Francis Ford Coppola described Rumble Fish (1983), his screen adaptation of S.E. Hinton’s young adult novel, as “an art film for teenagers.” He shot it right after making The Outsiders (1982), also adapted from a Hinton novel, but where that was a lush, operatic tale, Coppola made Rumble Fish in stylized black and white, like a teen noir seen through the eyes of a kid who has mythologized the idea of street gang chivalry to the point that he can’t see the reality through the idealization.
Matt Dillon is teenage tough guy Rusty James, a good looking, recklessly charming high school kid in the shadow of his brother The Motorcycle Boy (Mickey Rourke), trying to live up to a reputation that his brother wants only to live down. He’s an aspiring juvenile delinquent with a boozer dad (Dennis Hopper) and a nice girlfriend, Patty (Diane Lane), who attends Catholic School across town. Rusty James (always the two names, like a brand) is, of course, from the wrong side of the tracks in the industrial grit of a Tulsa that time left behind and this culture of bars and boozer and packs of kids who imagine themselves as real gangs is steeped in its own mythology, or rather Rusty is steeped in the mythology that no one else seems to revere.
[Originally published in The Weekly (Seattle), October 17, 1979]
It was like another art altogether. That sombre theme had to be given a sinister resonance, a tonality of its own, a continued vibration that, I hoped, would hang in the air and dwell on the ear after the last note had been struck.
Apocalypse Now is a dumb movie that could have been made only by an intelligent and talented man. It pushes its egregiousness with such conviction and technical sophistication that, upon first viewing, I immediately resolved to withhold firm judgment until I’d seen the film again: perhaps I’d missed some crucial irony, some ingenious framework that, properly understood, would convert apparent asininity to audacity. I didn’t find it. It isn’t there. What is there is the evidence of a reasonably talented filmmaker having spectacularly overextended himself—Francis Ford Coppola who, having had a toney pop epic widely accepted as great cinema, felt he was ready to make Citizen Kurtz.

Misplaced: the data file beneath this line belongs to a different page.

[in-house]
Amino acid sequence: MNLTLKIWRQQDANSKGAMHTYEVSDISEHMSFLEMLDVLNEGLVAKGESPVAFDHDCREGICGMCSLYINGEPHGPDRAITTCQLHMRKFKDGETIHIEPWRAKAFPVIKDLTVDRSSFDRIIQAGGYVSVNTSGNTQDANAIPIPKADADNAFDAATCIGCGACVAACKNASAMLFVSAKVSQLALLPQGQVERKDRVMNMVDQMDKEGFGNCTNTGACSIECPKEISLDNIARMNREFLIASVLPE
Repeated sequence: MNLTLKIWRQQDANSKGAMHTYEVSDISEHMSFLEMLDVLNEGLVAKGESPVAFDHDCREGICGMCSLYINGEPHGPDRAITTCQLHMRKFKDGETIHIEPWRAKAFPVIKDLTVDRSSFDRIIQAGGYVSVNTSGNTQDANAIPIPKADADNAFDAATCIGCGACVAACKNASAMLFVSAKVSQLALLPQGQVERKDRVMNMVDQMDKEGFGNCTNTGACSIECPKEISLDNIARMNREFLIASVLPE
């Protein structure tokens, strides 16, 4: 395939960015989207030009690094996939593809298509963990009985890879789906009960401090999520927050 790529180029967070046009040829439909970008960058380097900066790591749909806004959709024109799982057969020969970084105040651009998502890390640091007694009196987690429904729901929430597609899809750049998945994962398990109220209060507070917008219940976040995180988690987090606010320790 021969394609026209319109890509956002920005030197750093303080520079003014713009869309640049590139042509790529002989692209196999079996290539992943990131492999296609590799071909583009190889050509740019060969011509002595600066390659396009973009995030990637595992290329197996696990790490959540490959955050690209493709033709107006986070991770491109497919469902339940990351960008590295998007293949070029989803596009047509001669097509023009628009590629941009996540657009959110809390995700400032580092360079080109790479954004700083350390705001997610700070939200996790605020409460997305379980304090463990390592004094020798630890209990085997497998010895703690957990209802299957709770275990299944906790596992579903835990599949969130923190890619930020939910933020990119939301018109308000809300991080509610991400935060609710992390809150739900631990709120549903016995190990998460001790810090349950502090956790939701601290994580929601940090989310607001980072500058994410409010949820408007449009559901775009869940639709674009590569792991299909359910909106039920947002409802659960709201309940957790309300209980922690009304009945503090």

How poetically apposite it must have seemed, that the property Orson Welles nearly undertook to film before making history with Citizen Kane was Joseph Conrad’s Heart of Darkness. How artful of Destiny to have stayed his hand, so that around the end of the 1960s John Milius could show Coppola, his fellow film school alumnus, a script transposing the 1898 novella from deepest imperial Africa to the morass of the Vietnam War. Kurtz, the scholarly representative of the ivory trade turned savage demigod, would become a Special Forces officer who had started fighting both sides of the war with a private native army based upriver in Cambodia; Marlow, Conrad’s conscientious truthseeker and narrator, was to be transmuted into a hitman for the generals and an interested civilian agency.
It’s easy to see what appeal this held for Milius, with his unabashed enthusiasm for superheroes and “man’s inherent bestiality” (he has been involved subsequently with Dirty Harry, Jeremiah Johnson, The Wind and the Lion, Hardcore, and 1941, among other films). Easy to see, too, how he would have made a more directly action-oriented film out of it (the best sequence in the film, the Air Cav raid on a Vietnamese village, is pure Milius in concept, as is Robert Duvall’s surfing and napalm freak Colonel Kilgore, the only fullblooded characterization).
Coppola kept Milius’s action set-pieces but elected to frame them within a narrative structure that engenders a hallucinatory suspension, rather as the opening deathdream of Xanadu in Kane casts a spell that pervades the most dramatically vivid scenes in that film. He called his particular brand of hallucination “film opera,” and relied on it “to create a film experience that would give its audience a sense of the horror, the madness, the sensuousness, and the moral dilemma of the Vietnam War.” It was a bold stroke, inspired, and fatally ill-advised.
A sense of narrative suspension is entirely appropriate to an adaptation of the Conrad novella, in which Marlow’s very telling of the tale is the definitive act over and above the events narrated. But Coppola’s Marlow character is unqualified to provide the ethical and emotional referent so crucial to the drama. Captain Willard (Martin Sheen) begins the film in such a moral, physical, and spiritual funk that it’s impossible to conceive how he could be further undone by a journey into any heart of darkness; nor have we reason to impute to him any capacity for illumination. There is no room for him to fall into knowledge, no way for the journey upriver into the jungle to develop its proper resonance: the snake of civilization swallowing its pre-evolutionary tail. Willard is one of Coppola’s affectless monsters like Michael Corleone at the end of the Godfather saga, but without the preceding six hours of film to explain how he got that way.*